a toddler’s crypublished: 2014-05-23
There is a school behind my house. A Brazilian nanny was verbally abusing a blonde curly-haired toddler. His cry was coarse, animal-like. Her voice was low and raspy. She was strapping him up into his stroller with forceful and jerky movements, as she tried to hold her irritation and failed to do so.
I understand Portuguese and she was saying, “you and your stupid school and your whining. I am sick and tired of all this. sick and tired of you.”
I stood on my balcony thinking: if this were my son, I’d like to know. So I headed over to the school and asked for the teacher. She’s a little girl in an flowery dress and pins in her hair stuck in the body of a 50-year-old. She speaks to me as if I am a toddler too.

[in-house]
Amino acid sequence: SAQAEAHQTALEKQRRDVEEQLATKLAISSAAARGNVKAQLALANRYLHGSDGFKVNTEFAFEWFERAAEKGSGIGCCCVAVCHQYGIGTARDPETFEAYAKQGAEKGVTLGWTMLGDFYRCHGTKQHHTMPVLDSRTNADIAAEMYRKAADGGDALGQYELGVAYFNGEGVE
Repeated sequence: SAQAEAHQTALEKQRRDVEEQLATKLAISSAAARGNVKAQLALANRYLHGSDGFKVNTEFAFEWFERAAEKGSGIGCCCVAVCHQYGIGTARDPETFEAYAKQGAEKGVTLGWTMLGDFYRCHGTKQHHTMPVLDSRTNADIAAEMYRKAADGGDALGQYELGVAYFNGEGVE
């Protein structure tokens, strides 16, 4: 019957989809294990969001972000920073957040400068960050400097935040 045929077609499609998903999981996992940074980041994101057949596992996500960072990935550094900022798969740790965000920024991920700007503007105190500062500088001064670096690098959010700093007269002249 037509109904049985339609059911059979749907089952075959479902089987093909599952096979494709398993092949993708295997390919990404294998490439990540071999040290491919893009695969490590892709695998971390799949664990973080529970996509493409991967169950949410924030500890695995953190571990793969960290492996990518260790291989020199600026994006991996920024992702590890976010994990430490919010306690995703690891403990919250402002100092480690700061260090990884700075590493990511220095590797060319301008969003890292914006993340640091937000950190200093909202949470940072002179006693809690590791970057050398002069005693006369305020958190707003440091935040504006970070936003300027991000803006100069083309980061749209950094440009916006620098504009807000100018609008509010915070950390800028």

I explain what I saw and she stares at me expressionlessly: “but we love this nanny, she’s so great.”
I hear myself saying, “hmm, then perhaps the toddler boy was being really difficult and I guess we all lose our temper sometimes.”
“Well, he does always cry when he has to go home.”
I do add that she changed faces the moment someone else showed up on the school yard, though.
“I’ll discuss this with the other teachers,” said the teacher.
So I left, feeling frustrated. If only I could simply tell the mother or father what I saw, the rest is up to their judgement. Not up to school’s. And in hindsight I realized: but of course the toddler doesn’t want to leave school, does he? I wondered whether he actually spoke Portuguese. Either way, it hurts. I was angry too, at myself mainly. Because it’s none of my business. I shouldn’t care.